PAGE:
Women Soldiers Reflect On New Army Career Options
By Tom Banse
JOINT BASE LEWIS-McCHORD, Wash. - The Pentagon's decision to allow women in combat roles has some female soldiers rethinking their career trajectories. Correspondent Tom Banse has the story of a Northwest soldier stationed at Joint Base Lewis-McChord (near Tacoma, Wash.).
Army Spc. Heidi Olson received a Purple Heart last year for shrapnel injuries she got during a foot patrol in Afghanistan. She feels she's earned the right to call herself a combat medic.
Heidi Olson: "Originally as a female, I wasn't allowed to be titled as a combat medic. It was a 'health care specialist.'"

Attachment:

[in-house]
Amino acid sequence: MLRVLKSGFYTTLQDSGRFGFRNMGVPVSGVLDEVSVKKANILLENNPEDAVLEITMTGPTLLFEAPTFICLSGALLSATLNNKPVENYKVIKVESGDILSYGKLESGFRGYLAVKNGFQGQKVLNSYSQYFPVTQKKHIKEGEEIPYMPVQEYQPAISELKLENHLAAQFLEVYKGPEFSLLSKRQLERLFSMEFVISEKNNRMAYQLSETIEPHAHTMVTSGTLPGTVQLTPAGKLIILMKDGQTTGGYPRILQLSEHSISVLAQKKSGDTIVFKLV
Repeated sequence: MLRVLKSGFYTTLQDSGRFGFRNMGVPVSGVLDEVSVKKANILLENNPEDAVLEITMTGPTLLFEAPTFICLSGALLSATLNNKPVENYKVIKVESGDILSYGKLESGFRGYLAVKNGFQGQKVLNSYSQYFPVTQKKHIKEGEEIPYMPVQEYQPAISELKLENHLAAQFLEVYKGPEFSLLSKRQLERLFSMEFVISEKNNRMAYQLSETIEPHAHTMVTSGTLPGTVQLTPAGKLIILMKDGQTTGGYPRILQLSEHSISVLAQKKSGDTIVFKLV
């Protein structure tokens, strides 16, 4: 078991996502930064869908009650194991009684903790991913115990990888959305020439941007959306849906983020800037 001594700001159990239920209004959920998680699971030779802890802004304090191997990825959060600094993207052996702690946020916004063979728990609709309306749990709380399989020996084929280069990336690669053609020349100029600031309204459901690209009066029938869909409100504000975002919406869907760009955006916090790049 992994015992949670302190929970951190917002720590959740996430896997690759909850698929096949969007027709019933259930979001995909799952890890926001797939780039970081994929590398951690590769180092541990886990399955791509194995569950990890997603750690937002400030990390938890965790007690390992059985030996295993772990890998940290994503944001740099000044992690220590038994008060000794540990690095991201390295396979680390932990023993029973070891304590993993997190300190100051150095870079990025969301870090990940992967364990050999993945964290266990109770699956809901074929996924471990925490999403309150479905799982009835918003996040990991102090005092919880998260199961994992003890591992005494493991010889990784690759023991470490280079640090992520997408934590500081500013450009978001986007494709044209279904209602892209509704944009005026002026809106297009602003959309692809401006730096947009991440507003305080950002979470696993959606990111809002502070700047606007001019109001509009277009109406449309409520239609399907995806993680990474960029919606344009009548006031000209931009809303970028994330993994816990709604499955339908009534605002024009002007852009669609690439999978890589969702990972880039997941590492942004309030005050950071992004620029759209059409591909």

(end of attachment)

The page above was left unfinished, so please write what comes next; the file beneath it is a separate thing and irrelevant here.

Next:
Now the 24-year-old Springfield, Oregon native says she's debating with herself and with her fiancée whether to try out for Special Forces, provided the commando unit opens to women.
Heidi Olson: "I joined to make history. That was why I joined the Army, to help break down some of these barriers that have been there."
Olson agrees with other female soldiers we interviewed that there's unlikely to be a rush to get into previously closed positions. Soldiers of both sexes - without exception - said they hope the military brass doesn't lower standards to integrate combat units.
Photo: Spc. Heidi Olson (left) and Major Sheila Medeiros reflect on their career options at JBLM. By Tom Banse.